W3C home > Mailing lists > Public > www-tag@w3.org > March 2013

Re: Polyglot: the final thread?

From: Eric J. Bowman <eric@bisonsystems.net>
Date: Tue, 26 Mar 2013 00:22:00 -0600
To: Alex Russell <slightlyoff@google.com>
Cc: Robin Berjon <robin@w3.org>, Maciej Stachowiak <mjs@apple.com>, Henri Sivonen <hsivonen@iki.fi>, "www-tag@w3.org List" <www-tag@w3.org>, Sam Ruby <rubys@intertwingly.net>, Jeni Tennison <jeni@jenitennison.com>
Message-Id: <20130326002200.0f33e49cfc51afdd526ee4c2@bisonsystems.net>
Alex Russell wrote:
> Just because the polyglot discussion awakens some of the old
> XML/HTML politics doesn't mean it's architectural.

Quoting REST:

"Software architecture research investigates methods for determining
how best to partition a system, how components identify and communicate
with each other, how information is communicated, how elements of a
system can evolve independently, and how all of the above can be
described using formal and informal notations."

Do I partition my system by outputting in both XHTML and HTML?  Or can I
communicate information in such a way as to be understood by different
toolchains with different capabilities, allowing elements to evolve

(Henry S. Thompson) wrote:
> Henri Sivonen writes:
> > I don't. I think you need to use a text/html serializer at the end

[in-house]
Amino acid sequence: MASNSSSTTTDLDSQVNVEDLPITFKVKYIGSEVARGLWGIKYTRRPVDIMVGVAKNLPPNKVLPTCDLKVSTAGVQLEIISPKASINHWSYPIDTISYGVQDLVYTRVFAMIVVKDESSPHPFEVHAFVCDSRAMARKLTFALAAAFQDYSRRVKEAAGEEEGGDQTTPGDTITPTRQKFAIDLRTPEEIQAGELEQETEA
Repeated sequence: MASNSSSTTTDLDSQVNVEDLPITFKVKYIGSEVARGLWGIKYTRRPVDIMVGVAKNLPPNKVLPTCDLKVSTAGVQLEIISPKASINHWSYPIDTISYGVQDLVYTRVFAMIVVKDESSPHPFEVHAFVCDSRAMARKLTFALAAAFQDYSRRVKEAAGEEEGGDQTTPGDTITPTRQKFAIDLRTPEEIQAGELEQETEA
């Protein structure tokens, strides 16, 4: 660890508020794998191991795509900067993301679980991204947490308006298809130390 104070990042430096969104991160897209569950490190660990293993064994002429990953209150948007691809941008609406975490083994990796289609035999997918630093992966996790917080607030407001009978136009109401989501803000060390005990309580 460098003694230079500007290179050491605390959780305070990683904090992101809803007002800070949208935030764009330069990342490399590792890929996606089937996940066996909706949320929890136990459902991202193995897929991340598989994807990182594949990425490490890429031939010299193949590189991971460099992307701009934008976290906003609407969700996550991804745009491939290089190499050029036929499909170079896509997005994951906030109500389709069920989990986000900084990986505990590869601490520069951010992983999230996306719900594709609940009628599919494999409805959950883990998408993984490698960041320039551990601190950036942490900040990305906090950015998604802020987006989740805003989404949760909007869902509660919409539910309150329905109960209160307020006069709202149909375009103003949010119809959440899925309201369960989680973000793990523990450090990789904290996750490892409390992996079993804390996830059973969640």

> > of your workflow. As far as publishing goes, the text/html
> > serializer doesn't need to be polyglot. (As seen from your example,
> > a text/html-unaware XML serializer won't do.)
> But that involves me in maintaining two distint-but-equivalent end
> products, the XML one which I use for my own purposes, and the
> text/html one, which I use only for publishing.  That's bad software
> engineering.

That certainly sounds like an architectural issue to me.  There's an
option of two distinct-but-equivalent end products.  However, due to
the nature of the Web architecture, a second option exists with only
one end product.  The second option is less maintenance, and better
allows independent evolvability by not requiring consumers in one class
to be redirected as their capabilities improve (evolvability coupled to
the server).

In an architecture based on declaring media type in a metadata header,
IMO polyglot meets the definition of an architectural issue; therefore,
the TAG's request should stand only as an opinion that it is indeed a
matter of architecture the HTML WG should keep in mind -- this fact
exists regardless of how "strong" a need there is for it, which is hard
to measure and doesn't outweigh Larry's point that W3C should publish a
normative-reference transition path from XHTML to HTML 5 because it's
the responsible thing for W3C to do.

Received on Tuesday, 26 March 2013 06:22:15 UTC

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